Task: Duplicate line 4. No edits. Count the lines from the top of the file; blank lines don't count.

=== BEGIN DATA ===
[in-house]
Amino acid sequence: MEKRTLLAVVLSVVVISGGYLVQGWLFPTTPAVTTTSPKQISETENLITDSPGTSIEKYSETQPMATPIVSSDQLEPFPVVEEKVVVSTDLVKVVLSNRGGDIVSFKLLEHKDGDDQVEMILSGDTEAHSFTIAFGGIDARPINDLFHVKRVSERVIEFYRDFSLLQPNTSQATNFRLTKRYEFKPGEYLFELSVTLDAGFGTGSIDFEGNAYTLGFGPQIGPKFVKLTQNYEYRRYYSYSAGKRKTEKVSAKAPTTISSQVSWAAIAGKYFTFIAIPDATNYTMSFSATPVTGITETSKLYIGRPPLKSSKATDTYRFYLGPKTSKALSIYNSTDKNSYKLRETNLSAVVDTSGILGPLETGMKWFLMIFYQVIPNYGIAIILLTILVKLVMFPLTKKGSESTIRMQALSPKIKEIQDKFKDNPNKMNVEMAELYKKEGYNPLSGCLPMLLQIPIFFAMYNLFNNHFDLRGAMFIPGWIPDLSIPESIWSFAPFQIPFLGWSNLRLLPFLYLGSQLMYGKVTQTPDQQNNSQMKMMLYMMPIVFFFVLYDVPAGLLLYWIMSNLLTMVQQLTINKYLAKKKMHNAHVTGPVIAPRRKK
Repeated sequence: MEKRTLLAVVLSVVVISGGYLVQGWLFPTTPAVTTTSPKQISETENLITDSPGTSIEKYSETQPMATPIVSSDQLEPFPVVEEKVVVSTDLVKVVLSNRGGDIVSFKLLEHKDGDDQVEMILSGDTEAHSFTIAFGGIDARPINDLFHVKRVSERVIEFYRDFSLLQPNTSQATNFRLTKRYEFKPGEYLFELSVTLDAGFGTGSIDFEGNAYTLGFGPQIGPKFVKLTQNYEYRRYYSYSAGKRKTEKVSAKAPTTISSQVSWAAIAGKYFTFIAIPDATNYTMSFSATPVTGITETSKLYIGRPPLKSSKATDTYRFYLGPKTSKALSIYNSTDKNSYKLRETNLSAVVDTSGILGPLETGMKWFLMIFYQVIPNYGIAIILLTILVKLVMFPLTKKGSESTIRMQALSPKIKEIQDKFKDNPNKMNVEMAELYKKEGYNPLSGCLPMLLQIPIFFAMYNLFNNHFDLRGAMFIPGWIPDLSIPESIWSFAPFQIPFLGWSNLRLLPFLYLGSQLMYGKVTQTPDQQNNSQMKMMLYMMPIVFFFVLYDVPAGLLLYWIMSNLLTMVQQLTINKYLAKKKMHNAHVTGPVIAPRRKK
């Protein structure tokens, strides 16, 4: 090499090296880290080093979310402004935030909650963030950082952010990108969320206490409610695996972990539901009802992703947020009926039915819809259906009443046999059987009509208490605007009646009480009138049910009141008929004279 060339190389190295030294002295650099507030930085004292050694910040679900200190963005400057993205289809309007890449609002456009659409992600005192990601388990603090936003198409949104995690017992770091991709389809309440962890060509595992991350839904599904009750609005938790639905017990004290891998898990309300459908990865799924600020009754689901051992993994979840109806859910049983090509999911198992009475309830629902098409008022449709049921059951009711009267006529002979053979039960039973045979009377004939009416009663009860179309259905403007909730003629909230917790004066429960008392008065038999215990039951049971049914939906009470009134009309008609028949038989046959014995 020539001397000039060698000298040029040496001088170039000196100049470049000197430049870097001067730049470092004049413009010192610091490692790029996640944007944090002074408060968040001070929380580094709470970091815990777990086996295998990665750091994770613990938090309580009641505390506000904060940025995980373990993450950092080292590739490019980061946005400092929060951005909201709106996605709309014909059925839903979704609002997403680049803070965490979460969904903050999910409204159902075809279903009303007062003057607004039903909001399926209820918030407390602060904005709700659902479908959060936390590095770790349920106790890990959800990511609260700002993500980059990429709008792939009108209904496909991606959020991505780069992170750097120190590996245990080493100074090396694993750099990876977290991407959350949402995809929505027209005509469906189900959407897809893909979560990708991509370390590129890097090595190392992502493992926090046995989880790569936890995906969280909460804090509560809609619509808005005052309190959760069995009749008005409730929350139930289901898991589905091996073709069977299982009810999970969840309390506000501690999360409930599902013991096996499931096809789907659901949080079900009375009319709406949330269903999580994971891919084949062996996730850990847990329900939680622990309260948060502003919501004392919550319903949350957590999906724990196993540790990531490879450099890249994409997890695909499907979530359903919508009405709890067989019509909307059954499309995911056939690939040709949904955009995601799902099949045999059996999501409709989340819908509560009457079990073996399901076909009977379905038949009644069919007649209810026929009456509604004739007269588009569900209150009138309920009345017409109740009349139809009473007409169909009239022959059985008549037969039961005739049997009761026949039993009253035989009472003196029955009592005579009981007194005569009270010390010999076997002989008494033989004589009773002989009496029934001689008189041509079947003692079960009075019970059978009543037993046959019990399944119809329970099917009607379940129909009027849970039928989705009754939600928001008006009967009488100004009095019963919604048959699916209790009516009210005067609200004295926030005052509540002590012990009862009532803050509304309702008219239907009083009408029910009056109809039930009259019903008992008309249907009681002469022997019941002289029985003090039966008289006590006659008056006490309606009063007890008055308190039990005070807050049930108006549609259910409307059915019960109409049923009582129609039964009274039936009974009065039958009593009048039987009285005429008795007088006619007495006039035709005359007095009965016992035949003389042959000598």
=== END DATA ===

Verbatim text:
């Protein structure tokens, strides 16, 4: 090499090296880290080093979310402004935030909650963030950082952010990108969320206490409610695996972990539901009802992703947020009926039915819809259906009443046999059987009509208490605007009646009480009138049910009141008929004279 060339190389190295030294002295650099507030930085004292050694910040679900200190963005400057993205289809309007890449609002456009659409992600005192990601388990603090936003198409949104995690017992770091991709389809309440962890060509595992991350839904599904009750609005938790639905017990004290891998898990309300459908990865799924600020009754689901051992993994979840109806859910049983090509999911198992009475309830629902098409008022449709049921059951009711009267006529002979053979039960039973045979009377004939009416009663009860179309259905403007909730003629909230917790004066429960008392008065038999215990039951049971049914939906009470009134009309008609028949038989046959014995 020539001397000039060698000298040029040496001088170039000196100049470049000197430049870097001067730049470092004049413009010192610091490692790029996640944007944090002074408060968040001070929380580094709470970091815990777990086996295998990665750091994770613990938090309580009641505390506000904060940025995980373990993450950092080292590739490019980061946005400092929060951005909201709106996605709309014909059925839903979704609002997403680049803070965490979460969904903050999910409204159902075809279903009303007062003057607004039903909001399926209820918030407390602060904005709700659902479908959060936390590095770790349920106790890990959800990511609260700002993500980059990429709008792939009108209904496909991606959020991505780069992170750097120190590996245990080493100074090396694993750099990876977290991407959350949402995809929505027209005509469906189900959407897809893909979560990708991509370390590129890097090595190392992502493992926090046995989880790569936890995906969280909460804090509560809609619509808005005052309190959760069995009749008005409730929350139930289901898991589905091996073709069977299982009810999970969840309390506000501690999360409930599902013991096996499931096809789907659901949080079900009375009319709406949330269903999580994971891919084949062996996730850990847990329900939680622990309260948060502003919501004392919550319903949350957590999906724990196993540790990531490879450099890249994409997890695909499907979530359903919508009405709890067989019509909307059954499309995911056939690939040709949904955009995601799902099949045999059996999501409709989340819908509560009457079990073996399901076909009977379905038949009644069919007649209810026929009456509604004739007269588009569900209150009138309920009345017409109740009349139809009473007409169909009239022959059985008549037969039961005739049997009761026949039993009253035989009472003196029955009592005579009981007194005569009270010390010999076997002989008494033989004589009773002989009496029934001689008189041509079947003692079960009075019970059978009543037993046959019990399944119809329970099917009607379940129909009027849970039928989705009754939600928001008006009967009488100004009095019963919604048959699916209790009516009210005067609200004295926030005052509540002590012990009862009532803050509304309702008219239907009083009408029910009056109809039930009259019903008992008309249907009681002469022997019941002289029985003090039966008289006590006659008056006490309606009063007890008055308190039990005070807050049930108006549609259910409307059915019960109409049923009582129609039964009274039936009974009065039958009593009048039987009285005429008795007088006619007495006039035709005359007095009965016992035949003389042959000598």